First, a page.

In what I think is a Humankind Tradition, I raced to get this over to listserv, this despite the rush I got from getting the lottery email that made my heart race and put a smile on my face. The problem you see is recurrent, the natural flow of a busy life gets in the way of sudden opportunities, or small things and small gestures in a very quick mental calculation that guesstimates the amount of work needed for the amount of accomplishment and because inertia operates outside the physical world, sometimes going with what you have is the most likely outcome.
Now, I have mixed feelings about this, and I’ve had mixed reactions as well, mid through university - Computer Engineering - I realised I wasn’t really having the time or my life, and most importantly, I wasn’t accomplishing much, so in the course of a few months I made the decision to quit, during that process I started my own company and I went from there. A few years later, things were ok, we had a central office in Lisbon a small but very good team and the river was flowing, but a business opportunity came and we went for it, we nearly doubled the team size, we put a lot of money upfront to make sure the project would succeed, come 9 months and a baby boy later and the project failed, miserably at that, and I had some of the worst months of my life, between managing a snow ball of debts, managing family and close friends who had helped or had stakes in the business and everything around that.
At that point I decided that I would fix this The Right Way (tm) and got a job - while keeping the company open - with one of the best IT companies you could work for in Portugal. For a few years I laboured and split the money between myself and my growing family and the debts that I set off to payoff, and fell back in the flow. Come three years and another baby boy :) and amongst the usually linkedin avalanche of generic recruiter emails, one caught my eye and it pointed to Dublin Ireland. For two months we created spreadsheets, we made plans, scenarios, we looked at maps and cost of living and finally we rationalised a decision we had already made, and the four of us got on a plane and flew over to Ireland - a country we had very little knowledge about.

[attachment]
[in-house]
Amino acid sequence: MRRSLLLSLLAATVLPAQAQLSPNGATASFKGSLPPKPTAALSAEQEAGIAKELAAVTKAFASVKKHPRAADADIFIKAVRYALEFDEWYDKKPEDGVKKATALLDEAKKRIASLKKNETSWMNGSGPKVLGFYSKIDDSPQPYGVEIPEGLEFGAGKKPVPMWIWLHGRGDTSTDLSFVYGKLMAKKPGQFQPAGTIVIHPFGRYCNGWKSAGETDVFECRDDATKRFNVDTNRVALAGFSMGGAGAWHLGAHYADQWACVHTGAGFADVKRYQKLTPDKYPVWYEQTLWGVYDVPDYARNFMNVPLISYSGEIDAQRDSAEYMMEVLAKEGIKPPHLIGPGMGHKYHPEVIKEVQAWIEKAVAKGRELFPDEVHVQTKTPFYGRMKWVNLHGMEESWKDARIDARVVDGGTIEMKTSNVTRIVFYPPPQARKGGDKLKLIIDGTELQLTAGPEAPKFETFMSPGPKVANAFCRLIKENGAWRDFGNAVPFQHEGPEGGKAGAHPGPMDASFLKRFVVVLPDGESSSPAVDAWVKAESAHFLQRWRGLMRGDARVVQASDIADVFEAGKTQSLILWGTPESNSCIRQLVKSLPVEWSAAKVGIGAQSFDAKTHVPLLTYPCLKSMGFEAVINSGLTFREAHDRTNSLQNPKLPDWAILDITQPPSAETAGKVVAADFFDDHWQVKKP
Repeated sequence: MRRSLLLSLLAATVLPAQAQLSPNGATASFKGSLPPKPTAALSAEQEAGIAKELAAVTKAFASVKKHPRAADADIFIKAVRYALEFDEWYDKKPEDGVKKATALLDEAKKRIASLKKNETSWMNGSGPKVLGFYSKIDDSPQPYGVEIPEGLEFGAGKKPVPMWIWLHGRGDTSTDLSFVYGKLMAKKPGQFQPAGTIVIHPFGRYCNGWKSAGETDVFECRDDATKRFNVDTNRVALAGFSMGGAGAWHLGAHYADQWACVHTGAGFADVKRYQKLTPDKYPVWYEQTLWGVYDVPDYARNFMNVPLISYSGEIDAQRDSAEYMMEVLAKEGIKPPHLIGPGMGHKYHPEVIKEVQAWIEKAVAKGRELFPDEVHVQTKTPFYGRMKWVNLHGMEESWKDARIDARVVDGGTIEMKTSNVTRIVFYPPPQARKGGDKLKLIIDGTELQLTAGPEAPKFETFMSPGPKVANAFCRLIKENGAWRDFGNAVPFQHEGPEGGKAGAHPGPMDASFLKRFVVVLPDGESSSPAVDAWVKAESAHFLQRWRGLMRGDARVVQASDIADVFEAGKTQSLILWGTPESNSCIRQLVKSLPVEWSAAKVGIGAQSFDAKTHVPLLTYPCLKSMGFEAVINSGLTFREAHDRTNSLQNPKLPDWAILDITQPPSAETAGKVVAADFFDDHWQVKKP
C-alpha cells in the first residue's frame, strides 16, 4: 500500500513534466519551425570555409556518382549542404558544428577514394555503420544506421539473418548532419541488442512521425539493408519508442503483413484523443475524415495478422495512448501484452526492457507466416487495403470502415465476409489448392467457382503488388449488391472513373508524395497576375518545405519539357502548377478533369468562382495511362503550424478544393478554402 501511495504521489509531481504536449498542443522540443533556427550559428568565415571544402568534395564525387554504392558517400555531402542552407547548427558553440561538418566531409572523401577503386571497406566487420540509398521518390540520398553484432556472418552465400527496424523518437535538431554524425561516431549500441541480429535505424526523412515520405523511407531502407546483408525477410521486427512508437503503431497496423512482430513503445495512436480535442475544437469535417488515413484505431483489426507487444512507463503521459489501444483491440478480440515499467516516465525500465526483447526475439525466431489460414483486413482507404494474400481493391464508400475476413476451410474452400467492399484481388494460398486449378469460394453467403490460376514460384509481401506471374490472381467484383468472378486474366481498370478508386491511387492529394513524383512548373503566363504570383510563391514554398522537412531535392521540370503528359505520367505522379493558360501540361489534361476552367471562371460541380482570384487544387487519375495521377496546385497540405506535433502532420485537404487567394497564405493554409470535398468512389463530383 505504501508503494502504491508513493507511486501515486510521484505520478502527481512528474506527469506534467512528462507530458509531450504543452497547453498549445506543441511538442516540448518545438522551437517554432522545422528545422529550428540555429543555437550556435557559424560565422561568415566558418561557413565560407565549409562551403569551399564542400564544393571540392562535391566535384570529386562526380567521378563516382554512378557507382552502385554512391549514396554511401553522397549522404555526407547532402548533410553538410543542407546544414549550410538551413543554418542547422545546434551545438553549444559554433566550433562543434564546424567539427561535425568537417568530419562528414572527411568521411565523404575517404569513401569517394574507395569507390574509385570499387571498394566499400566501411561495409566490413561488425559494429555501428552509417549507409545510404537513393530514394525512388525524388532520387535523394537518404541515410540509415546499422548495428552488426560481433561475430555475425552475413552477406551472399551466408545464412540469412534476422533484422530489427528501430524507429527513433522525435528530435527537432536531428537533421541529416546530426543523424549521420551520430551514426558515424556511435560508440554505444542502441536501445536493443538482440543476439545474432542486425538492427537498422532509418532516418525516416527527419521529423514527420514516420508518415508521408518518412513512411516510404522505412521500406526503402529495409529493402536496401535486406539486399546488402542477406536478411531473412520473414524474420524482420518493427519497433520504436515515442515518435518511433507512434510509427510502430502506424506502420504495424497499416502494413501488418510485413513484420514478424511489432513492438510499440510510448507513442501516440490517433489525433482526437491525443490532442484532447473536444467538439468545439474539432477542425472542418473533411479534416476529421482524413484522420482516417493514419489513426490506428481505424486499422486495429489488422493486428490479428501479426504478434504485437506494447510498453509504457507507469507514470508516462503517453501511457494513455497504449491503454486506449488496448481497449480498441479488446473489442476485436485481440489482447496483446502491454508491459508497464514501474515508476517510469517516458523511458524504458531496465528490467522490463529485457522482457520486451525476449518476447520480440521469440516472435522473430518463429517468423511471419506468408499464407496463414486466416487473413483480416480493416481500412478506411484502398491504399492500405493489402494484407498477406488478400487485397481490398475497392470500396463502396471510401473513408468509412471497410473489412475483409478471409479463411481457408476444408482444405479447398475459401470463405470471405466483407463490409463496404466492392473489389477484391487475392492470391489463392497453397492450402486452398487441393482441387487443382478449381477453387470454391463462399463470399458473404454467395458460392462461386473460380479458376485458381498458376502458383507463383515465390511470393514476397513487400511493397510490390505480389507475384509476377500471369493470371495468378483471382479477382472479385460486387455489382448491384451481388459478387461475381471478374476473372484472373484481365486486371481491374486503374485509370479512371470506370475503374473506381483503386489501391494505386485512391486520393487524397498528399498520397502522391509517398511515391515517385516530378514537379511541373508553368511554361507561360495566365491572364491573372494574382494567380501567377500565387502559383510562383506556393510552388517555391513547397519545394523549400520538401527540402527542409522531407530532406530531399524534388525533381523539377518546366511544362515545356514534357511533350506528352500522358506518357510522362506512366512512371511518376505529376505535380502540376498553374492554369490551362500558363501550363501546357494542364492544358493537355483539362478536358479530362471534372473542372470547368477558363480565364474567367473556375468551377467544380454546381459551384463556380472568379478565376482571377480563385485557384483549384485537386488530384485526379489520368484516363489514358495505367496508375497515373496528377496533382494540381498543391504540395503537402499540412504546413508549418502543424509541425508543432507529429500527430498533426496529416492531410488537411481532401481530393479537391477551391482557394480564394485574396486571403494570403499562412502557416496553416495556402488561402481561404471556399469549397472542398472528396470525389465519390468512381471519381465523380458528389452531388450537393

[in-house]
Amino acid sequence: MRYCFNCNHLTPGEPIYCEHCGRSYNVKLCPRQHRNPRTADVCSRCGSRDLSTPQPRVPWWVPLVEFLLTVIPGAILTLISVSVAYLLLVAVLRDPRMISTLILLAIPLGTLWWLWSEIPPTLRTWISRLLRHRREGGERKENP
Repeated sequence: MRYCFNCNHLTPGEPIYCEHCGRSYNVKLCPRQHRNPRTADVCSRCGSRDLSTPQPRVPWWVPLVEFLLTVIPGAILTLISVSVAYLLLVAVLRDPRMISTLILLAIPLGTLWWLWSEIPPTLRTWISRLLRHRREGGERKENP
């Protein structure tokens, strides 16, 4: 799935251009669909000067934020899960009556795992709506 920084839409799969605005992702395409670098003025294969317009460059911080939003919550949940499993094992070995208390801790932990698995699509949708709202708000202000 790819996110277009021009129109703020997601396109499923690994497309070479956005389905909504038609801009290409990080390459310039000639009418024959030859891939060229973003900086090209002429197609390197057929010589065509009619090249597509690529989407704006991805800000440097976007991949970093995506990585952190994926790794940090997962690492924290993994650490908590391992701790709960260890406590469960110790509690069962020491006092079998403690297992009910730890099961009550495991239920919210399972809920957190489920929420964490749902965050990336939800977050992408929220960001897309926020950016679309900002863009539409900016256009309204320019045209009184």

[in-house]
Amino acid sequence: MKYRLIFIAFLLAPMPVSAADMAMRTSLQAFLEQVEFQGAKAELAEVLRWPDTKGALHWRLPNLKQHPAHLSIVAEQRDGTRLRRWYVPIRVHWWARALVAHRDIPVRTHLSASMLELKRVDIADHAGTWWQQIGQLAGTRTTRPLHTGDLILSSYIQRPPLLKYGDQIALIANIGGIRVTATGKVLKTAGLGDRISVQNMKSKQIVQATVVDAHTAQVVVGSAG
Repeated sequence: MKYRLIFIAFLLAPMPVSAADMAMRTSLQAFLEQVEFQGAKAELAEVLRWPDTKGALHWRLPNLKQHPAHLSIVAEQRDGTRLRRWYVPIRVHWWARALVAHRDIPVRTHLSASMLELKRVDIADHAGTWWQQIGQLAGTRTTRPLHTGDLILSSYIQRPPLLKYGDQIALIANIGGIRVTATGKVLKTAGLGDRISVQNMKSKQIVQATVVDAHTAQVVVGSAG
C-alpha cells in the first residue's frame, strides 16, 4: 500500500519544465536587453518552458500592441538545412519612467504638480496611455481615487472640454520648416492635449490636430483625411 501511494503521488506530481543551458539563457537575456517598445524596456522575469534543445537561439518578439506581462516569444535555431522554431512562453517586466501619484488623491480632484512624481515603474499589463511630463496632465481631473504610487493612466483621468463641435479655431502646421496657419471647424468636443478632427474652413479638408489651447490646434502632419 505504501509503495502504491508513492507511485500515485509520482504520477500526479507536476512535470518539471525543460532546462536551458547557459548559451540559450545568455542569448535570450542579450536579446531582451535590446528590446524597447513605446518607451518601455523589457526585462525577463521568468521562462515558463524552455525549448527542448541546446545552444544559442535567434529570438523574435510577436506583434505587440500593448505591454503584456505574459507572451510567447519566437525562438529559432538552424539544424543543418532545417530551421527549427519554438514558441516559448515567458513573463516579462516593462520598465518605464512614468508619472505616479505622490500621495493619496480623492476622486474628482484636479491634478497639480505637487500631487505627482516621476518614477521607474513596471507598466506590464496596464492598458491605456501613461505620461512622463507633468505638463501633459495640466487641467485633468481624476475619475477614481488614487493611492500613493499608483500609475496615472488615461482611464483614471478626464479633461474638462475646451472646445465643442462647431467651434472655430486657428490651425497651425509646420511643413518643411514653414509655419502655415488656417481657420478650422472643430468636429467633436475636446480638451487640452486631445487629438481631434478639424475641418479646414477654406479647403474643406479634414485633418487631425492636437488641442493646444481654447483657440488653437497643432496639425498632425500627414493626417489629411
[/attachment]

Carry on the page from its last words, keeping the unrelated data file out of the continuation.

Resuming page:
A year has gone, my two baby boys have grown and learned a second language in a way grownups can only be jealous about and here I am now, on The Summit conference making a decision on whether or not to follow up on an opportunity, an opportunity to reach a group of people who are open to reading what unknown humans decide to put out of their brains and I still have a conflict, I still have a hard time investing in something new and I still procrastinate in front of the computer instead of simply writing things down and assume the risk of failing and I still don’t have an answer or a system to do these things, but then again, I look back, and through pain and joy, I realize I made decisions that aren’t compatible with procrastination or sticking to what you know, and I don’t think I can rationalise that very well :)
Anyway, I don’t think I can make a deep introspection here or give any generic advise that would be helpful to anyone except that yes, as we all know, risk is part of human nature - as is rationalising - but consider at least that taking risks is what you do with the future and rationalising is something you do with the past, and with that in mind, don’t mix the two too tightly, you really don’t know what’s going to happen :)
Thank you all, I hope I managed to make some sense amongst the sudden introspection I DIDN’T set out to do :)
Cheers, love to all